Recipes Featured In This Article
Sometimes Clare only wraps a bit of bacon around the end of the legs so they don’t dry o...
These beans are a colourful addition to any turkey dinner. Add a bit of crisped pancetta o...
Clare’s grandfather used summer savoury and turkey juices to flavour his stuffing. This ...
A sprinkle of brown sugar brings out the delicious flavour in sweet, local carrots. Blanch...
Rosemary and roasted potatoes belong together. The pancetta adds an intriguing layer of fl...
Everyone has a favourite cranberry recipe. A generous amount of Port adds a unique dimensi...
Turnip Puff pairs well with turkey and is a sure crowd-pleaser. Plus this local crop is av...
Turkey dinner is as much an event as a meal—the planning, the preparation, the aroma, all leading to that moment when you triumphantly carry the large, golden turkey from the oven.
Clare Costello, general manager of Victoria’s Historic Inn in Wolfville, Nova Scotia, is known among family, friends, and colleagues for making an impressive turkey at Thanksgiving, Christmas, New Year’s, and sometimes Easter. “It brings people together, with good thoughts of family and gratitude,” says Costello.
Her preferred method is to wrap the turkey in an entire package of bacon, especially over boney parts like the end of the legs. The bacon gives the gravy a smoked flavour and you can eat the turkey-flavoured bacon. Although the skin gets stuck to the bacon, the meat will be tender and moist.
It also provides additional flavour for basting. Costello bastes every 40 minutes. “I set a timer,” she says. “I take my turkeys seriously.”
Before roasting, she sprinkles the turkey with rosemary, thyme, sage, salt, and pepper (see recipe on page 52). “I talk to my turkey,” she confesses with a chuckle. “’You’re such a beauty. Look at you.’ I think that encourages it on the way in.”
Summer savoury is the essential ingredient in her Potato, Bread, and Sausage Stuffing (see recipe on page 53). She usually cooks it separately from the turkey, adding in turkey juices. And brown sugar is the ideal finishing touch on Oven-Roasted Carrots in Brown-Sugar Glaze (see recipe on page 53).
Halifax home-chef Sharon Fraser has her favourite dishes too. She enjoys “tarting up” her mashed potatoes with fresh herbs or chives. A delicious Turnip Puff (see recipe on page 54) highlights local root vegetables, while Cranberries in Port (also on page 54) is a novel twist on an essential accompaniment.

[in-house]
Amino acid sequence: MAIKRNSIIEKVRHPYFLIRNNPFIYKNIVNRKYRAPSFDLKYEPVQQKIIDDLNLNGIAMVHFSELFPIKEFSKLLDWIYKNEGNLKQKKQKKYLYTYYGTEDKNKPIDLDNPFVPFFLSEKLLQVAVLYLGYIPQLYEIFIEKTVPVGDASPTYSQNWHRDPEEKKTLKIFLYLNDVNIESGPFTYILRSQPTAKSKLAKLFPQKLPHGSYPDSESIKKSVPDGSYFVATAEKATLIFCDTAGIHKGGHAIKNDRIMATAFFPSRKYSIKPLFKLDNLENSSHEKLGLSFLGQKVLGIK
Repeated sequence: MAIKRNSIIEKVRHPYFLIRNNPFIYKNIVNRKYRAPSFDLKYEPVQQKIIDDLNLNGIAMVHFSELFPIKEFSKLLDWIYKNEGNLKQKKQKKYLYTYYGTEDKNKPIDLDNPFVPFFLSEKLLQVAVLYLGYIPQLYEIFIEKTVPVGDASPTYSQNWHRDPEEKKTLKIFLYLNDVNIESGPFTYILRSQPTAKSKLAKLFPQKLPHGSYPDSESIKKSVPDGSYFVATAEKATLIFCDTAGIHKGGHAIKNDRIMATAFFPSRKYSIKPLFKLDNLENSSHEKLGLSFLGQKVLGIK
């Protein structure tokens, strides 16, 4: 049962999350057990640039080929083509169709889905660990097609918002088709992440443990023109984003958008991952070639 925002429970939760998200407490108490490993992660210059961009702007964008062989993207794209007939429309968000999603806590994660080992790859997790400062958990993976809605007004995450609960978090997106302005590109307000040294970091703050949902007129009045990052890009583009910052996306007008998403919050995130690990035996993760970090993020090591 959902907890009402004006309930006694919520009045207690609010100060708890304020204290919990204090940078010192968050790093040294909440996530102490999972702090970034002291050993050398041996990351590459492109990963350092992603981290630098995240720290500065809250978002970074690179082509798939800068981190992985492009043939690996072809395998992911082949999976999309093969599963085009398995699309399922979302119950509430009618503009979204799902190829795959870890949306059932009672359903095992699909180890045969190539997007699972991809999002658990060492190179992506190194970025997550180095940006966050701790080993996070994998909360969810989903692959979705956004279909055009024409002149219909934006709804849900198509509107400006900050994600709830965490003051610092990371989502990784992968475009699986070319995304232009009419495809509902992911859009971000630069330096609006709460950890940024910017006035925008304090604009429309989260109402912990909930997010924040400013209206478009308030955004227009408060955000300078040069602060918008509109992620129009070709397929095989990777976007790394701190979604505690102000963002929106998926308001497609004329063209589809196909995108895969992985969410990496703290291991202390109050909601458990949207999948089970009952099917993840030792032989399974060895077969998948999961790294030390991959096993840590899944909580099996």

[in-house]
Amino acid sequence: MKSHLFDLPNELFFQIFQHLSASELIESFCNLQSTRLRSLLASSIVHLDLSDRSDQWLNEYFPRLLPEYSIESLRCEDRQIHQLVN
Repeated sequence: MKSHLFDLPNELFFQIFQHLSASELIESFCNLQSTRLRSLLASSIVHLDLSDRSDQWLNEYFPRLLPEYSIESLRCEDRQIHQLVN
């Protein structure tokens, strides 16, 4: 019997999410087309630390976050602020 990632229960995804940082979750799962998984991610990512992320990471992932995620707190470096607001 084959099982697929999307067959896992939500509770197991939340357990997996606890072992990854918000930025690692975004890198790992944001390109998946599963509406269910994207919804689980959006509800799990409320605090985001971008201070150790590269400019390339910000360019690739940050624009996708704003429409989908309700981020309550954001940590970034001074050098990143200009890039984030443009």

“You want [the meal] to be the way it’s always been,” says Fraser. “I stick to tradition, but I branch out a bit.” She barbecued pork and beef regularly, and thought, “Why not do a turkey?”
She sears it on the hot side of the barbecue to brown it, and then moves it to the unheated side. She brushes on melted butter, lemon juice, and summer savoury, and sometimes slides lemon slices and garlic under the turkey skin. The most effective barbecue for turkey is one with room for a pan under the rack to catch drippings.
Overcooked turkey is a common sin, and the worst. Fraser says she thinks the turkey cooks faster on the barbecue, but she relies on her meat thermometer for the final verdict. “Because I’m in and out so often I can tell how it’s doing,” she says.
“It’s kind of fun to put my oven mitts on and go outside to make the turkey,” she says. “It adds a little bit of excitement to the turkey and maybe it tastes better.”
Plus, she says, adding wood chips to the barbecue lends the turkey a smokey flavour.
Her husband, Dan O’Connor, brines their turkey first. O’Connor advises using a bucket, picnic cooler, or canning pot. Determine how much water you’ll need to cover the turkey. In a measuring cup stir together about 15 ml (1 Tbsp) each of salt and brown sugar for each litre (4 cups) of water.
“I go by sight; I want it to be brown, not pale, but not a deep brown either,” advises O’Connor. “I keep adding brine until the bird is covered with just enough room for gentle rocking as we place it in a cool spot to sit overnight.”
Brining is certainly more work, but believers say it ensures a moist turkey.
Whatever your preference, turkey dinner is worth the effort. For Costello it’s that sense of togetherness that matters most. She recalls the time she cooked two turkeys for a large gathering.
“I was overwhelmed,” she says. “I looked up and thought of all the reasons why these people came into my life. It was time to reflect and realize how grateful we are to be one more year round the table.”